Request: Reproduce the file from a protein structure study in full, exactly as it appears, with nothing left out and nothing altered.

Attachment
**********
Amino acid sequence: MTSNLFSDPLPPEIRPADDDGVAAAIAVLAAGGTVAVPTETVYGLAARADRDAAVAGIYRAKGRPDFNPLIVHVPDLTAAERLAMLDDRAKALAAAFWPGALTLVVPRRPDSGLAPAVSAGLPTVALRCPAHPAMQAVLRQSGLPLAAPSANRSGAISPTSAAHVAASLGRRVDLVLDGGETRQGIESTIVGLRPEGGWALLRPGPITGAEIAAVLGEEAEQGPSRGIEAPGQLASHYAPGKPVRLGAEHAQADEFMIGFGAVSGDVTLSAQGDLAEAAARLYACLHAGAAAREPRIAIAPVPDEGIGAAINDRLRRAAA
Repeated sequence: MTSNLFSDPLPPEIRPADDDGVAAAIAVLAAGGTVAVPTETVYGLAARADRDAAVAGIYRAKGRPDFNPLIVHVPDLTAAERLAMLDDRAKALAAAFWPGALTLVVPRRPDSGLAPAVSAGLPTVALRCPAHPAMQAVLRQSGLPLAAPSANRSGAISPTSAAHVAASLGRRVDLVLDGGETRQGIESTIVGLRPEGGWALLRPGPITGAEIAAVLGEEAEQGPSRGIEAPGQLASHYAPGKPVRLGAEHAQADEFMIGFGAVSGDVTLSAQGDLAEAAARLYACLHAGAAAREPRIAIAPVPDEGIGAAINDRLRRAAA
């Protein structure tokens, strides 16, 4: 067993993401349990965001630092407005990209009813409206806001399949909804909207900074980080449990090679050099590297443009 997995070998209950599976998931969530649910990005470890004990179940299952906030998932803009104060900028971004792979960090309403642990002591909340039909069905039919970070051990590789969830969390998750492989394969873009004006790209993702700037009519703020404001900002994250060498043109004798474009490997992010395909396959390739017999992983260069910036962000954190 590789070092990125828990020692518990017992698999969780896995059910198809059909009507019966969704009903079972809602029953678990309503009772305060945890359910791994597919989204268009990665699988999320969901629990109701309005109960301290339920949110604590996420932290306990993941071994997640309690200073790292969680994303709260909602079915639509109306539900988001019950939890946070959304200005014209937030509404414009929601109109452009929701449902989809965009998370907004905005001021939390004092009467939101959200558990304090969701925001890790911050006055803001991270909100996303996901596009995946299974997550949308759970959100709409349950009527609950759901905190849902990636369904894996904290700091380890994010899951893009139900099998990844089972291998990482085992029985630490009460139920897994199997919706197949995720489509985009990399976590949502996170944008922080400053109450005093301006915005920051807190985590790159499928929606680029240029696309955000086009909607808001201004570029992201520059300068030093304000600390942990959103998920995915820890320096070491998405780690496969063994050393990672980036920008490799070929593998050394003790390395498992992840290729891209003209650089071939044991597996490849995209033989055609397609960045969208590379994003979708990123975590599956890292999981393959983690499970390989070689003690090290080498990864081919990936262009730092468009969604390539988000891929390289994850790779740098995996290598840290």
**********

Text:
Amino acid sequence: MTSNLFSDPLPPEIRPADDDGVAAAIAVLAAGGTVAVPTETVYGLAARADRDAAVAGIYRAKGRPDFNPLIVHVPDLTAAERLAMLDDRAKALAAAFWPGALTLVVPRRPDSGLAPAVSAGLPTVALRCPAHPAMQAVLRQSGLPLAAPSANRSGAISPTSAAHVAASLGRRVDLVLDGGETRQGIESTIVGLRPEGGWALLRPGPITGAEIAAVLGEEAEQGPSRGIEAPGQLASHYAPGKPVRLGAEHAQADEFMIGFGAVSGDVTLSAQGDLAEAAARLYACLHAGAAAREPRIAIAPVPDEGIGAAINDRLRRAAA
Repeated sequence: MTSNLFSDPLPPEIRPADDDGVAAAIAVLAAGGTVAVPTETVYGLAARADRDAAVAGIYRAKGRPDFNPLIVHVPDLTAAERLAMLDDRAKALAAAFWPGALTLVVPRRPDSGLAPAVSAGLPTVALRCPAHPAMQAVLRQSGLPLAAPSANRSGAISPTSAAHVAASLGRRVDLVLDGGETRQGIESTIVGLRPEGGWALLRPGPITGAEIAAVLGEEAEQGPSRGIEAPGQLASHYAPGKPVRLGAEHAQADEFMIGFGAVSGDVTLSAQGDLAEAAARLYACLHAGAAAREPRIAIAPVPDEGIGAAINDRLRRAAA
């Protein structure tokens, strides 16, 4: 067993993401349990965001630092407005990209009813409206806001399949909804909207900074980080449990090679050099590297443009 997995070998209950599976998931969530649910990005470890004990179940299952906030998932803009104060900028971004792979960090309403642990002591909340039909069905039919970070051990590789969830969390998750492989394969873009004006790209993702700037009519703020404001900002994250060498043109004798474009490997992010395909396959390739017999992983260069910036962000954190 590789070092990125828990020692518990017992698999969780896995059910198809059909009507019966969704009903079972809602029953678990309503009772305060945890359910791994597919989204268009990665699988999320969901629990109701309005109960301290339920949110604590996420932290306990993941071994997640309690200073790292969680994303709260909602079915639509109306539900988001019950939890946070959304200005014209937030509404414009929601109109452009929701449902989809965009998370907004905005001021939390004092009467939101959200558990304090969701925001890790911050006055803001991270909100996303996901596009995946299974997550949308759970959100709409349950009527609950759901905190849902990636369904894996904290700091380890994010899951893009139900099998990844089972291998990482085992029985630490009460139920897994199997919706197949995720489509985009990399976590949502996170944008922080400053109450005093301006915005920051807190985590790159499928929606680029240029696309955000086009909607808001201004570029992201520059300068030093304000600390942990959103998920995915820890320096070491998405780690496969063994050393990672980036920008490799070929593998050394003790390395498992992840290729891209003209650089071939044991597996490849995209033989055609397609960045969208590379994003979708990123975590599956890292999981393959983690499970390989070689003690090290080498990864081919990936262009730092468009969604390539988000891929390289994850790779740098995996290598840290």